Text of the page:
Business interruption coverage can often cover unusual business expenses incurred in connection with a crisis. This can include the cost to move to a new temporary location, or additional training or payroll costs associated with training employees on new equipment. Business interruption coverage could also include ingress/egress expenses, which will cover costs incurred when it becomes physically difficult or impossible to access the business (such as due to flooding, fallen trees, or downed power lines).
Policyholders should also note the type of expenses that business interruption will not cover. This includes personal property loss or structure damage (such as broken windows, stolen inventory, or items damaged in transit). It also generally does not cover utility bills—though some large industrial policies may offer coverage for utility or “service” interruption.
The scope of any individual business’s coverage will be determined by the policy language and the insurer’s own internal policies. Never assume that any given expense will or will not be covered. If you have any questions, ask your insurance adjuster.
What to Do If You Suffered a Business Interruption
Importantly, recognize that you have an obligation to mitigate your losses. As a general rule, this means that you should behave as if you have no coverage. You do not know how much (if any) money you might recover from the insurance company under your business interruption claim. However, you will have an easier time in both the short run and the long run if you minimize your expenses as much as possible while repairing damage as quickly as you can. This is particularly true given that it may be some time before you collect a check from the insurance company. Business interruption losses can often take months to fully and accurately calculate.
One very important step is to gather and compare all of your business’s applicable insurance policies. Insurance policies often overlap and interplay with each other, such that one may cover an expense that is excluded by another. They also contain language governing which policy pays out first when the insured has multiple policies covering the same type of loss. This is particularly true when dealing with a catastrophic event such as Ida, which may bring liability insurance, business property insurance, business interruption insurance, utility coverage, and flood insurance all into play. Also remember to look at any other policy on which your business is named as an “additional insured”—such as policies of subcontractors, landlords, or tenants.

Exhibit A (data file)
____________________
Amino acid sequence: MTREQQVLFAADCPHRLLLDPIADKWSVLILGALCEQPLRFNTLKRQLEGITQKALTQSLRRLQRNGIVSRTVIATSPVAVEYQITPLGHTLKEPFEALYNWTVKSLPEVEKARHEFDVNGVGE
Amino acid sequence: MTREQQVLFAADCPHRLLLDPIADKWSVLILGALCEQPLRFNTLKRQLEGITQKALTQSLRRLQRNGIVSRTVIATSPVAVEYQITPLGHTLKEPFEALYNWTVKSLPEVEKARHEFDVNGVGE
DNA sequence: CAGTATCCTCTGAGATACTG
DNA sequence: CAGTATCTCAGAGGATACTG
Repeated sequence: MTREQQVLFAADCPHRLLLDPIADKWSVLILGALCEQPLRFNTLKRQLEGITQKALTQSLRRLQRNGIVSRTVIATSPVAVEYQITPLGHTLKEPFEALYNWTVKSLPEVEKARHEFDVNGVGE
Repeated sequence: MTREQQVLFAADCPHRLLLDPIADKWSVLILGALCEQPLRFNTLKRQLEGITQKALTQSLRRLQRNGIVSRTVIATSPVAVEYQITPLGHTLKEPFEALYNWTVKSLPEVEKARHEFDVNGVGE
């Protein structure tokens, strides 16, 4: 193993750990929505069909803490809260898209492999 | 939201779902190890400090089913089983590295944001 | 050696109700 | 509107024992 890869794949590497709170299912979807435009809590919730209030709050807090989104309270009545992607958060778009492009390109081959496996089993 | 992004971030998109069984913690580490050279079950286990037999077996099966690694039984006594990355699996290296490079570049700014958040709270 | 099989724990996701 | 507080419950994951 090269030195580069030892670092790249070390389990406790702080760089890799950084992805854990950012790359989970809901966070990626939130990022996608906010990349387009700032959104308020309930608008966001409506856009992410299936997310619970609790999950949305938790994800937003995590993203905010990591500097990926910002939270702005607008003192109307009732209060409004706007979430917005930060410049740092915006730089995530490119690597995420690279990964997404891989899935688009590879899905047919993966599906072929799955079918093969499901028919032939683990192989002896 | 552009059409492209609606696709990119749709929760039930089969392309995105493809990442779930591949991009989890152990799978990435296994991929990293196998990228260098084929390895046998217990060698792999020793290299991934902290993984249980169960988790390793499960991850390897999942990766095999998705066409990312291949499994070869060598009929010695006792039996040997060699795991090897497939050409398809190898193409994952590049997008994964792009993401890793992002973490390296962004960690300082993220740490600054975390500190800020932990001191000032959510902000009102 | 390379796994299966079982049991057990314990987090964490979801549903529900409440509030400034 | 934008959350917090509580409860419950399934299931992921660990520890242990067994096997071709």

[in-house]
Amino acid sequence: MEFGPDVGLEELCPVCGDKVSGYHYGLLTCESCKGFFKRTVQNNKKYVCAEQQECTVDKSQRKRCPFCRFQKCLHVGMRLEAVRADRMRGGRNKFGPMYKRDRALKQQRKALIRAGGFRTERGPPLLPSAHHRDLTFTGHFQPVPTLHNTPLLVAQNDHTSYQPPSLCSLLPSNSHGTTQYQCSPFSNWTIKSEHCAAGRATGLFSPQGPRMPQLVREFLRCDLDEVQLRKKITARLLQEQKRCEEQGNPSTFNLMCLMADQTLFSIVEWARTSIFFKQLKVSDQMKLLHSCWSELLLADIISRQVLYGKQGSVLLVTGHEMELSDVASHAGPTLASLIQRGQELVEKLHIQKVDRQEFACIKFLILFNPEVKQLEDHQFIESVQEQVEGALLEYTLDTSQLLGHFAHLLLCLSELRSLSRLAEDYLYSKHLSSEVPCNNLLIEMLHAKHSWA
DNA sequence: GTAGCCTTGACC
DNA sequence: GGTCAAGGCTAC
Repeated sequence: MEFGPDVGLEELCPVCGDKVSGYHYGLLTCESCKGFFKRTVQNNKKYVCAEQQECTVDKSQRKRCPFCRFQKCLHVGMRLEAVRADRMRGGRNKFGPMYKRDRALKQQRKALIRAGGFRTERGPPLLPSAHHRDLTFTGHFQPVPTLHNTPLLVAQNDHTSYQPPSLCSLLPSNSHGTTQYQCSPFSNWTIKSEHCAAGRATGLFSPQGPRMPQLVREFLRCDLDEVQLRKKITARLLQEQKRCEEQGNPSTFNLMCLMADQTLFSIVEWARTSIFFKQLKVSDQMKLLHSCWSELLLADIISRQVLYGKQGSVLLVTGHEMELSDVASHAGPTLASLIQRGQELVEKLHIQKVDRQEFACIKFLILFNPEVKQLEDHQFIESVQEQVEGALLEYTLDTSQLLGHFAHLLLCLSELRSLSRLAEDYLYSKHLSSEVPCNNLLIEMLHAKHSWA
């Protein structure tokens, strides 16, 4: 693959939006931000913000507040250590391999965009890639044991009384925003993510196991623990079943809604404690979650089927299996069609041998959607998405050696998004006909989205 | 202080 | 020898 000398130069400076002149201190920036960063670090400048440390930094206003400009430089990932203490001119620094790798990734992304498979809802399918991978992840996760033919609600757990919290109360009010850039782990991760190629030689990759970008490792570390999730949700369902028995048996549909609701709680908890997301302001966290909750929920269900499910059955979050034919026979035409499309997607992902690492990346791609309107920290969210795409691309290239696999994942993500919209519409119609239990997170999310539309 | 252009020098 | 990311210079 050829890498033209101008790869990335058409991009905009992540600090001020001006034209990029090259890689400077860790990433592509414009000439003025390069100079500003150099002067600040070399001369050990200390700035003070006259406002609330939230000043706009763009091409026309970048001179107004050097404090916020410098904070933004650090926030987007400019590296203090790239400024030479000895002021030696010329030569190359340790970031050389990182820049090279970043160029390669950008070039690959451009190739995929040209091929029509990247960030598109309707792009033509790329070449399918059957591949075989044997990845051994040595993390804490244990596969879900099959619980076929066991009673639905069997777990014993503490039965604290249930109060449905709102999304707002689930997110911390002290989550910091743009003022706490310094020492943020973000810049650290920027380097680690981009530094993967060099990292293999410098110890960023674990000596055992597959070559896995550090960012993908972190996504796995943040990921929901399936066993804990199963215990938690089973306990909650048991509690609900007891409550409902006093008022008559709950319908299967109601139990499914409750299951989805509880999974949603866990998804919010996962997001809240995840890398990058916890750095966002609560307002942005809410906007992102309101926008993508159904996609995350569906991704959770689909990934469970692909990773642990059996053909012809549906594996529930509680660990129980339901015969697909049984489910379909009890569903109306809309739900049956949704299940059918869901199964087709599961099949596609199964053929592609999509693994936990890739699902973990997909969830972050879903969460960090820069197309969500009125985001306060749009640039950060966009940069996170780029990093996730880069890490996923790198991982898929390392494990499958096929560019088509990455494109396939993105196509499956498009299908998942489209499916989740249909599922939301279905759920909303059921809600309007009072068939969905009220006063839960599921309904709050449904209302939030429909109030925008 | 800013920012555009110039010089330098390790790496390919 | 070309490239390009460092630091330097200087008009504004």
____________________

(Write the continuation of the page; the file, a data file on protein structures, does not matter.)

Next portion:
Ensure that you properly and thoroughly document all of your property and business income losses. Business interruption will not cover any business income or expenses that are not properly, thoroughly, and credibly documented.
You must keep reliable and complete records of (1) your pre-loss earnings and expenses, and (2) your storm-related expenses. The pre-loss earnings are crucial because the insurance company will use them to calculate how much revenue and profit you would have earned, had the storm not occurred. The post-loss expenses are crucial to make sure that you are reimbursed for every eligible expense you incurred as a result of the storm. Do not be afraid to submit every expense and every loss to the insurance company. You may be surprised what your policies will cover, and the worst that will happen is that the insurance company will simply refuse to cover it.
Make sure that you maintain an accurate and complete copy of all communications with the insurance company. Doing so will not only complete your records, but will facilitate the claims process and ensure that the insurance company is able to issue payment timely and for the full amount owed.
Make sure that you comply with all deadlines in the policy. Most policies require an insured to put the insurance company on notice of a claim as soon as practicable, and require the policyholder to provide an itemized list of all physical property losses (sometimes called a “sworn proof of loss”) by a certain date. Expect this deadline to be within sixty days of filing the claim, though policies and state rules vary widely on this issue. While it will likely be longer before your business interruption claim is fully calculated, you must be careful to not let this deadline run on your property claim. Because your business interruption claim is likely tied to your property claim, failing to meet property claim deadlines could result in the denial of your business interruption claim as well.
Finally, don’t rush to finalize your claim. As tempting as it may be to resolve your claim as soon as possible, realize that it may be months before you are able to quantify the true scope of your losses. Repair costs, delays in returning customers, and supply chain problems may take a long time to resolve. It will also take accountants and lawyers some time to calculate the full scope of your loss. Early resolution might mean that you end up accepting less money than if you let the claim matriculate through its full process. In the meantime, if you need cash now, ask your insurance adjuster for an advance based on the expenses that you are able to prove now.
Business interruption is a complicated, difficult, and time-consuming type of claim to make. But by properly documenting your losses, knowing your insurance coverage, and being patient, you should be able to properly and smoothly navigate the coverage for your business.